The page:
A Common Outcome to Digital Transformation

A Common Outcome to Digital Transformation

New technologies can lead transformation, but management and culture have to follow.

Digital transformation means that organizational changes must happen. If you want significant improvements in corporate performance, you need to change your culture and how you operate.

Those improvements may mean increasing revenue or cutting costs. Or perhaps it means improving the knowledge sharing in an organization.

Digital transformation is change built on technology. Currently there are four prominent technologies – we refer to them as AMPS.

  • Analytical tools and applications
  • Mobile tools
  • Platforms (to build shareable digital capabilities)
  • Social Media

Organizations are using these tools to become more digitally efficient.

While technological and organizational change are necessary, neither is simple.

Most companies in traditional business sectors acknowledge the need to digitize. But many are unclear about how to do it.

Some companies may already be making sophisticated use of AMPS, but struggling with the organizational change.

Others may be transforming the way they do business but struggling with the technology aspects.

There is no single correct way to digitize. Let’s look at three companies that took separate but successful approaches:

Burberry: From tired brand to digital powerhouse
Burberry is a British manufacturer of luxury outwears and fashion accessories.

By 2006 they had lost their allure. Their heritage, products, pricing, and store design were inconsistent and outdated.

To regain control, Burberry turned to digital. The company redesigned its website. They launched online campaigns and fully engaged in social media. They also revamped their stores.

It rejuvenated its workforce by training in-store staff to use digital tools such as iPads and radio frequency identification (RFID) tags. Employees were kept informed of new initiatives through webcasts, videos and chats.

A new internal platform allowed employees, suppliers, partners and investors to link up. They were all encouraged and incentivized to use it.

Burberry began spending more than 60% of its marketing budget on social media such as Facebook and Twitter. This spend is triple the industry average.

Their Twitter, Facebook and YouTube sites now attract millions of viewers.

Starbucks: Using digital to transform customers’ experience
In the mid-2000s, Starbucks’ sales were declining and they were forced to close many stores. On a digital level, the company was far behind its competitors.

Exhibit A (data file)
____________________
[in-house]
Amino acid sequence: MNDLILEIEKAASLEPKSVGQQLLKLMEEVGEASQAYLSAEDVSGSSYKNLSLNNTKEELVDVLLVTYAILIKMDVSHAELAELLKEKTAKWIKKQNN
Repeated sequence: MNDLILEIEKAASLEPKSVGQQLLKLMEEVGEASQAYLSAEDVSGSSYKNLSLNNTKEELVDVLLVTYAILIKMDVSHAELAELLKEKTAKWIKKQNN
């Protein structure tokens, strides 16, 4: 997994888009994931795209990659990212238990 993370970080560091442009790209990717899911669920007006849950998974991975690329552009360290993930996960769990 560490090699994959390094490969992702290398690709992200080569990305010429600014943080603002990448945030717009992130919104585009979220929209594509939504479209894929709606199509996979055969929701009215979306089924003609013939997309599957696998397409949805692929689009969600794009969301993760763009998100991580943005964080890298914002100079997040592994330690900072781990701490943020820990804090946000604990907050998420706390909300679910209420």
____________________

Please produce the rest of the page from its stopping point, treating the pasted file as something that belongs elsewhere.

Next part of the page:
Store managers did not even have company email!

Starbucks CEO, Howard Schultz, wanted to transform customers’ in-store and online experience. The company named a head of digital ventures, a new position, whose first move was to offer free Wi-Fi in Starbucks stores.

In 2012 the company booked $3 billion in payments through its loyalty card. Starbucks led the way in mobile payments by processing three million mobile payments a week.

Close engagement with customers allowed them to collect over 50,000 innovation ideas. Now, more than 90% of all US Facebook users are either a Starbucks fan or friends with one.

Customer insight and business change led Starbucks’ digitization.

Most of its solutions used existing technologies like Wi-Fi, mobile payments and social media. However, it successfully integrated these technologies to improve customer engagement and operational efficiency.

Novartis: Changing the sales model
Pharmaceutical company, Novartis had a rigid selling model.

Sales representatives made 8-10 visits to doctors every day to communicate company priorities and drug-related information. But they collected little information about patients. The company had no idea which drug was being used, or when.

Things began to change in 2010.

First the company equipped its 25,000 sales representatives with iPads.

Then it introduced a device, called LaunchPad, which completely changed the selling model. LaunchPad allows sales reps to pull up any information needed during a sales meeting. Sales reps are able to launch anything from interactive graphs to patient case studies. They can even call a specialist at headquarters.

During this time, Novartis extended use of a flexible cloud-based customer relationship management (CRM) system. This gives the sales field the digital tools and content needed to engage doctors in more meaningful discussions.

Novartis is changing how they operate at their core.

They are improving customer interaction. And they are raising the morale and daily productivity of the sales force.

Changing the Culture
There is a common thread across these companies beyond going digital.  Each of these companies forced an organizational change.

To do this, each company had strong leadership and vision to see the threat of disruption, and to push through the inevitable resistance.

Talent and investment issues were addressed. AMPS technologies require new skills and often require large capital expenditure.

New technologies can lead transformation. But the management and culture have to follow.

Donald A. Marchand contributed to this column. He is a professor of strategy execution and information management at IMD. He is co-Director of IMD’s new  Leading Digital Business Transformation (LDBT) designed for business leaders and senior managers from all business areas, who wish to develop a strategic roadmap for digital business transformation in their organizations.

Michael Wade is a Professor of Innovation and Strategy at IMD and the Cisco Chair in Digital Business Transformation. His interests lie at the intersection of strategy, innovation, and digital transformation.

Digital disruption is redefining industries. Learn more about the Digital Vortex.

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